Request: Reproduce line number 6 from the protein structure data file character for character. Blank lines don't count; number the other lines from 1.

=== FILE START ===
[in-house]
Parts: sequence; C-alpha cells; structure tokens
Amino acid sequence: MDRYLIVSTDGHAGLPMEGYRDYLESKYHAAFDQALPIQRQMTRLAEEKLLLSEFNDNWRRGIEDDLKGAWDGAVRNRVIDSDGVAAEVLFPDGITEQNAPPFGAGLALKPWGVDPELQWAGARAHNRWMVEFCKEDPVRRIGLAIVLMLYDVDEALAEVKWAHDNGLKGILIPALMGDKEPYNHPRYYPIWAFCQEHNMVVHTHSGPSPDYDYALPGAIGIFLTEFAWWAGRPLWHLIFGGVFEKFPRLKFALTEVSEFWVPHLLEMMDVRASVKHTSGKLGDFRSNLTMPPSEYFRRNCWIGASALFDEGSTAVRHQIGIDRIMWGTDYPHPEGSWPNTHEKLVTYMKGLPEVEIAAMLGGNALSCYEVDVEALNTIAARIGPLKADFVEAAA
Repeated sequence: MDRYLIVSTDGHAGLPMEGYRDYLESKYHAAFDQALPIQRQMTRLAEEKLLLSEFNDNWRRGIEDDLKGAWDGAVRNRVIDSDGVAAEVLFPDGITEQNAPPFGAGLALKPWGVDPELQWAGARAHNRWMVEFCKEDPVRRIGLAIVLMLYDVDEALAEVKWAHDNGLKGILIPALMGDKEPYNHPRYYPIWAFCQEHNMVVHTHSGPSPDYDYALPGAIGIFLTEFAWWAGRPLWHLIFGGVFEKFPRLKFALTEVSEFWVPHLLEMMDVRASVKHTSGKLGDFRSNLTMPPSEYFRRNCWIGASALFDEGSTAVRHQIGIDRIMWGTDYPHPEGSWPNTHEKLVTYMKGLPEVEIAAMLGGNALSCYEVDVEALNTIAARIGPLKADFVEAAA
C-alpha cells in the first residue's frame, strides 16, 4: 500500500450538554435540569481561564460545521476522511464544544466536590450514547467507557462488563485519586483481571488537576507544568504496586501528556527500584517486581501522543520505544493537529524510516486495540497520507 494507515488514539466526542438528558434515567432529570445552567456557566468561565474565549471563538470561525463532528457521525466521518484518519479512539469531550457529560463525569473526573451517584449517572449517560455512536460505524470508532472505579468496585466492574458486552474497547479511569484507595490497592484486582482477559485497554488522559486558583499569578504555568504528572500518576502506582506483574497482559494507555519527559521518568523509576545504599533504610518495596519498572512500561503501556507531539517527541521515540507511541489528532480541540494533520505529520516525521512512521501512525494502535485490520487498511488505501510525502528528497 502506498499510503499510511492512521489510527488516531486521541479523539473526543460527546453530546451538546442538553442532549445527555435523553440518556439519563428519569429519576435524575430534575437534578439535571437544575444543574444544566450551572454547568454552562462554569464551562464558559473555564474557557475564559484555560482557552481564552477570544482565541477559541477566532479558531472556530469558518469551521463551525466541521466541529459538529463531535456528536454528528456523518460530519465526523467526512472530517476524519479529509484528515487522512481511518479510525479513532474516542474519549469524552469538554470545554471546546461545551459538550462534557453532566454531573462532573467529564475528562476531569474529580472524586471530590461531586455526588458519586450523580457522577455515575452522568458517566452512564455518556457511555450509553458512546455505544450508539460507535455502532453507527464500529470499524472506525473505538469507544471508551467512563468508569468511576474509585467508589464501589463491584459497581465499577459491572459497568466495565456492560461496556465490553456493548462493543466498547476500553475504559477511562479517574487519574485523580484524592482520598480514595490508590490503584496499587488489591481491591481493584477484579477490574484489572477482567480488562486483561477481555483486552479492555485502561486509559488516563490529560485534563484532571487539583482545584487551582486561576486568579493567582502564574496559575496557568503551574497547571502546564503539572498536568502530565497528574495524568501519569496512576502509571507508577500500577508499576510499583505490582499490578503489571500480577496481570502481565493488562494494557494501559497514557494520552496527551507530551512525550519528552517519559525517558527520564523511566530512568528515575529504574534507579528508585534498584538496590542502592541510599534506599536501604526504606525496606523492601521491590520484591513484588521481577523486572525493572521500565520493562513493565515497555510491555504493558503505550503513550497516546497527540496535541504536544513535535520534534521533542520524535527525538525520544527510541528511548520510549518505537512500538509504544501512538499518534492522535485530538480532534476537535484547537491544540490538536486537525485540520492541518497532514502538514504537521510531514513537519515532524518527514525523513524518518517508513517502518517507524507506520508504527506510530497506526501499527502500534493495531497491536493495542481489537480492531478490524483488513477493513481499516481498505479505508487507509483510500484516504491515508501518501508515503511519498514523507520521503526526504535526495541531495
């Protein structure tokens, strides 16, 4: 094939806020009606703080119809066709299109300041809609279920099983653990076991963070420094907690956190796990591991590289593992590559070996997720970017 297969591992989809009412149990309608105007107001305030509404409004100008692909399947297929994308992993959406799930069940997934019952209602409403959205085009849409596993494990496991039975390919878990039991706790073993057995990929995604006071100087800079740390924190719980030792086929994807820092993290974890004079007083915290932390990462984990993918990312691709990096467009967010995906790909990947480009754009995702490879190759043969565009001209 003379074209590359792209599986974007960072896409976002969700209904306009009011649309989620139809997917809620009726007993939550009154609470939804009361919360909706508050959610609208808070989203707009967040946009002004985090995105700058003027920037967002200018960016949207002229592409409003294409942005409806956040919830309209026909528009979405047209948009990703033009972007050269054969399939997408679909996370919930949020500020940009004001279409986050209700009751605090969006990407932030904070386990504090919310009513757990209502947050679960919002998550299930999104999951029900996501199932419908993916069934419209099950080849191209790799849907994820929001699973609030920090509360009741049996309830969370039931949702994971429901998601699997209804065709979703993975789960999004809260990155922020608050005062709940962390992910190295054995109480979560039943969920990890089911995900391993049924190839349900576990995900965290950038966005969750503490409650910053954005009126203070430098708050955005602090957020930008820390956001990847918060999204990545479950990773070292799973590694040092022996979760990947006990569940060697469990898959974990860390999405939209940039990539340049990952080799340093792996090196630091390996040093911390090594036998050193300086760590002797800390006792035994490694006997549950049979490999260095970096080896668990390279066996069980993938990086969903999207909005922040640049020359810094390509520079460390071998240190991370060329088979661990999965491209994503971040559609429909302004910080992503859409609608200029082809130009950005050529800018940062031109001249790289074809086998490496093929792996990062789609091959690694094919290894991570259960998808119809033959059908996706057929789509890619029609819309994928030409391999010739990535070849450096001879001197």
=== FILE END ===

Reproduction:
């Protein structure tokens, strides 16, 4: 094939806020009606703080119809066709299109300041809609279920099983653990076991963070420094907690956190796990591991590289593992590559070996997720970017 297969591992989809009412149990309608105007107001305030509404409004100008692909399947297929994308992993959406799930069940997934019952209602409403959205085009849409596993494990496991039975390919878990039991706790073993057995990929995604006071100087800079740390924190719980030792086929994807820092993290974890004079007083915290932390990462984990993918990312691709990096467009967010995906790909990947480009754009995702490879190759043969565009001209 003379074209590359792209599986974007960072896409976002969700209904306009009011649309989620139809997917809620009726007993939550009154609470939804009361919360909706508050959610609208808070989203707009967040946009002004985090995105700058003027920037967002200018960016949207002229592409409003294409942005409806956040919830309209026909528009979405047209948009990703033009972007050269054969399939997408679909996370919930949020500020940009004001279409986050209700009751605090969006990407932030904070386990504090919310009513757990209502947050679960919002998550299930999104999951029900996501199932419908993916069934419209099950080849191209790799849907994820929001699973609030920090509360009741049996309830969370039931949702994971429901998601699997209804065709979703993975789960999004809260990155922020608050005062709940962390992910190295054995109480979560039943969920990890089911995900391993049924190839349900576990995900965290950038966005969750503490409650910053954005009126203070430098708050955005602090957020930008820390956001990847918060999204990545479950990773070292799973590694040092022996979760990947006990569940060697469990898959974990860390999405939209940039990539340049990952080799340093792996090196630091390996040093911390090594036998050193300086760590002797800390006792035994490694006997549950049979490999260095970096080896668990390279066996069980993938990086969903999207909005922040640049020359810094390509520079460390071998240190991370060329088979661990999965491209994503971040559609429909302004910080992503859409609608200029082809130009950005050529800018940062031109001249790289074809086998490496093929792996990062789609091959690694094919290894991570259960998808119809033959059908996706057929789509890619029609819309994928030409391999010739990535070849450096001879001197």